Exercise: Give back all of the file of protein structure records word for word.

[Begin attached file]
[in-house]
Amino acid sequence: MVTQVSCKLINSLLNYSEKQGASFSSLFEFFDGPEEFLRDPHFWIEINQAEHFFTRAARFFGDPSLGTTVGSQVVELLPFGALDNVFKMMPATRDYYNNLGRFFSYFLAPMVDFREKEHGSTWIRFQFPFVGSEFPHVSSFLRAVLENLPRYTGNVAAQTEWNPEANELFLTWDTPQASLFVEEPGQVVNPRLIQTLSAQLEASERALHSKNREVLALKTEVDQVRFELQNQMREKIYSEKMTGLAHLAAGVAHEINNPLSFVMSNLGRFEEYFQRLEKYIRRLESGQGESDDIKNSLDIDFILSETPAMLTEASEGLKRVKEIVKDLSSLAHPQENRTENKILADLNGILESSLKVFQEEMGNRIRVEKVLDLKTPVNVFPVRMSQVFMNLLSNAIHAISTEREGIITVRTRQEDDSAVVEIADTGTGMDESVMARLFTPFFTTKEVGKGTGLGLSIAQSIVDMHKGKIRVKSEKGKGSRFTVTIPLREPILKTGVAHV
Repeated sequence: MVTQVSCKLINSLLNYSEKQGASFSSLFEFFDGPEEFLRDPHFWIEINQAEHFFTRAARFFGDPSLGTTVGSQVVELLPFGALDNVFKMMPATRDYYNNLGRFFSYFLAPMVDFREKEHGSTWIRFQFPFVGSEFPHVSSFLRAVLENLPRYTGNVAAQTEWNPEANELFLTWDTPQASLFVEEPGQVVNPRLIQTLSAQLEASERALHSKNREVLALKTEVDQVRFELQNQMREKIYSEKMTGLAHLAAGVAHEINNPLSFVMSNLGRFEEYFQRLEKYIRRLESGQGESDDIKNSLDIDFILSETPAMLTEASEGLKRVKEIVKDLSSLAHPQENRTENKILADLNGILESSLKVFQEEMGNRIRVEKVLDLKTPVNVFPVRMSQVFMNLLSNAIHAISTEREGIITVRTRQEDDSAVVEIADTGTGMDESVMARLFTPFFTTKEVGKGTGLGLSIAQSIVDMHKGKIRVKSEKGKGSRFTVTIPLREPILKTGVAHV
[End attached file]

[in-house]
Amino acid sequence: MVTQVSCKLINSLLNYSEKQGASFSSLFEFFDGPEEFLRDPHFWIEINQAEHFFTRAARFFGDPSLGTTVGSQVVELLPFGALDNVFKMMPATRDYYNNLGRFFSYFLAPMVDFREKEHGSTWIRFQFPFVGSEFPHVSSFLRAVLENLPRYTGNVAAQTEWNPEANELFLTWDTPQASLFVEEPGQVVNPRLIQTLSAQLEASERALHSKNREVLALKTEVDQVRFELQNQMREKIYSEKMTGLAHLAAGVAHEINNPLSFVMSNLGRFEEYFQRLEKYIRRLESGQGESDDIKNSLDIDFILSETPAMLTEASEGLKRVKEIVKDLSSLAHPQENRTENKILADLNGILESSLKVFQEEMGNRIRVEKVLDLKTPVNVFPVRMSQVFMNLLSNAIHAISTEREGIITVRTRQEDDSAVVEIADTGTGMDESVMARLFTPFFTTKEVGKGTGLGLSIAQSIVDMHKGKIRVKSEKGKGSRFTVTIPLREPILKTGVAHV
Repeated sequence: MVTQVSCKLINSLLNYSEKQGASFSSLFEFFDGPEEFLRDPHFWIEINQAEHFFTRAARFFGDPSLGTTVGSQVVELLPFGALDNVFKMMPATRDYYNNLGRFFSYFLAPMVDFREKEHGSTWIRFQFPFVGSEFPHVSSFLRAVLENLPRYTGNVAAQTEWNPEANELFLTWDTPQASLFVEEPGQVVNPRLIQTLSAQLEASERALHSKNREVLALKTEVDQVRFELQNQMREKIYSEKMTGLAHLAAGVAHEINNPLSFVMSNLGRFEEYFQRLEKYIRRLESGQGESDDIKNSLDIDFILSETPAMLTEASEGLKRVKEIVKDLSSLAHPQENRTENKILADLNGILESSLKVFQEEMGNRIRVEKVLDLKTPVNVFPVRMSQVFMNLLSNAIHAISTEREGIITVRTRQEDDSAVVEIADTGTGMDESVMARLFTPFFTTKEVGKGTGLGLSIAQSIVDMHKGKIRVKSEKGKGSRFTVTIPLREPILKTGVAHV